This new method could potentially save money for carriers, according to Truckstop. With oral fluid testing, drivers won’t need to spend as much time undergoing the testing itself. Collection for this testing method can be done at or near the workplace, making it a more flexible and less time-consuming process.
Environmental and Sustainability Updates
Industry experts are working to prioritize reducing emissions by relying on more diverse solutions like electric and alternative energy vehicles in 2024. But going green will likely have more repercussions for carriers and owner-operator and the way they do business.
An Environmental Protection Agency (EPA) ruling from December 2022 enforces stricter standards for all trucks, beginning with model year 2027. For the first time in 20 years, the EPA is updating its standards to be 80% stronger than previous limits, potentially increasing the useful life of affected vehicles by 1.5 to 2.5 times. Although these standards are not yet enforceable on new trucks, it’s a trend toward lower emissions that continues to be discussed.
New standards that are likely to roll out in 2024 are specific to California, but are just as important for drivers and carriers across the country to note, Truckstop officials say.
Beginning Jan. 1, 2024, all drayage trucks in California will have to be registered in the California Air Resources Board (CARB) Online System in order to operate in the state. Also on that date, only zero-emission drayage trucks will be permitted to register in the system, meaning that non-zero-emission (or “legacy”) trucks must be registered by Dec. 31, 2023. All drayage trucks working in California seaports and railyards will be required to be zero-emission by 2035, and a current proposal would require all medium- and heavy-duty trucks to be zero-emission by 2040.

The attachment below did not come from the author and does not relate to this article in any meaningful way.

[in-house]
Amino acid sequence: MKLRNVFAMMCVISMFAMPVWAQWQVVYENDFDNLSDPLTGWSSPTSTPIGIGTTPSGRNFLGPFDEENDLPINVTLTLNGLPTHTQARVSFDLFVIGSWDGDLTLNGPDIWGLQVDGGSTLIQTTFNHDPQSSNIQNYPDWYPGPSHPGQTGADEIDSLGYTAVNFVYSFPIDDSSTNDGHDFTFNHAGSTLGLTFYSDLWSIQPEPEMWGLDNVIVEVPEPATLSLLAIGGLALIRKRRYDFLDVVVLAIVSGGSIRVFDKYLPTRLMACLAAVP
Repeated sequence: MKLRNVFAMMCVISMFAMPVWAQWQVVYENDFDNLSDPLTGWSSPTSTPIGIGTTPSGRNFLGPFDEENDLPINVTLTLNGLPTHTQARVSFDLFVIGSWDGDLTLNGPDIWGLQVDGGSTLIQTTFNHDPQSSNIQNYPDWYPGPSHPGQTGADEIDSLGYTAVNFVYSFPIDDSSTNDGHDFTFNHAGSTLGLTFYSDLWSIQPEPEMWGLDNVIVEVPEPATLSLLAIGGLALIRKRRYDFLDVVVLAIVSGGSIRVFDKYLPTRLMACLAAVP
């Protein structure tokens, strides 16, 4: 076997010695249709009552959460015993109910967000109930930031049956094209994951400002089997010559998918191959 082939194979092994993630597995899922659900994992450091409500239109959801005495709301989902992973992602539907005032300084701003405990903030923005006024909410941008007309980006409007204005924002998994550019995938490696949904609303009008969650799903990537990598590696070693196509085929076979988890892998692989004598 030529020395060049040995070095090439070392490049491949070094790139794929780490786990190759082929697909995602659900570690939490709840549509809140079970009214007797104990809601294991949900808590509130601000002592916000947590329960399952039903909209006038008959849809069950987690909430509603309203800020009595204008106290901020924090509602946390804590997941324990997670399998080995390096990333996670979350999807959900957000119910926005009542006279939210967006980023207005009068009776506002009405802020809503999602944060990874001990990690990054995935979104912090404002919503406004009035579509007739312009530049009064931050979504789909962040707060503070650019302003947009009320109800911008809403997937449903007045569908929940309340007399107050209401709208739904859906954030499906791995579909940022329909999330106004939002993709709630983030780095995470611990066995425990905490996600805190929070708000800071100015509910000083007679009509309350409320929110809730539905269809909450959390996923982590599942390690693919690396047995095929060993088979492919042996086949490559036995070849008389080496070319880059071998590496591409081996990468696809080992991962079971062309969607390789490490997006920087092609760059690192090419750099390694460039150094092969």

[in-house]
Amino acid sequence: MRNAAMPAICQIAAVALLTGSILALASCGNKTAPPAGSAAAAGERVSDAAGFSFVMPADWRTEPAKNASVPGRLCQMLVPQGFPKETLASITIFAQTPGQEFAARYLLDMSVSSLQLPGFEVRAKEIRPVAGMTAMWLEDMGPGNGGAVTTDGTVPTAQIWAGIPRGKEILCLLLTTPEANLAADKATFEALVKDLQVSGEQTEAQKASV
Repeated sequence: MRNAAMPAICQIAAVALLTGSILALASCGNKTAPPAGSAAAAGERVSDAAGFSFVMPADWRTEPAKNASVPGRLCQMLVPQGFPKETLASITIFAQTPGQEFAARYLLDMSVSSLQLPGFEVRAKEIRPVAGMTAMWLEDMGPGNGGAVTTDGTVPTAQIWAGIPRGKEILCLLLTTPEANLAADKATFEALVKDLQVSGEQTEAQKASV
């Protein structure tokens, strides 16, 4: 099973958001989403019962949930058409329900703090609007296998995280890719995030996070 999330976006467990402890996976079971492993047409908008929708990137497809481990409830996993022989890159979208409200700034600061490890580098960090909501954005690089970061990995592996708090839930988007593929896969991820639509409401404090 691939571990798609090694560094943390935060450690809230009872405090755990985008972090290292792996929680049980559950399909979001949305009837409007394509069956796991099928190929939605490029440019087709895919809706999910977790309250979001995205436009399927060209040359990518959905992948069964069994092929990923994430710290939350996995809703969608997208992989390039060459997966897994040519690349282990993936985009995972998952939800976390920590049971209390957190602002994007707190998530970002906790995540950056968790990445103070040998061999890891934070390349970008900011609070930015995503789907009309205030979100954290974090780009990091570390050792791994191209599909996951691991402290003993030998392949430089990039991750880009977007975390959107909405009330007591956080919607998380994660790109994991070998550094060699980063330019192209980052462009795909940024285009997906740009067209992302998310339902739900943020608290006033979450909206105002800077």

The FMCSA is drafting a proposal that would require truck owners to implement an engine control unit (ECU) in all trucks manufactured after model 2003. This unit would set a max speed that the truck is capable of reaching—in this case, the proposed max speed is 68 miles per hour. The FMCSA is expected to finalize the proposal by the end of 2023.
Speed limiters can improve fuel efficiency, which is both better for the environment and your bottom line. Greater fuel efficiency means lower CO2 emissions and fewer stops to fuel up, resulting in lower operational costs for carriers.
Other ways that speed limiters can affect carriers are road safety and delivery times. Limiters can help reduce the severity of crashes and can even help prevent some crashes in the first place, making the roads safer for everyone. However, limiters also have the potential to create longer travel times depending on how the maximum allowed speed relates to mandated speed limits.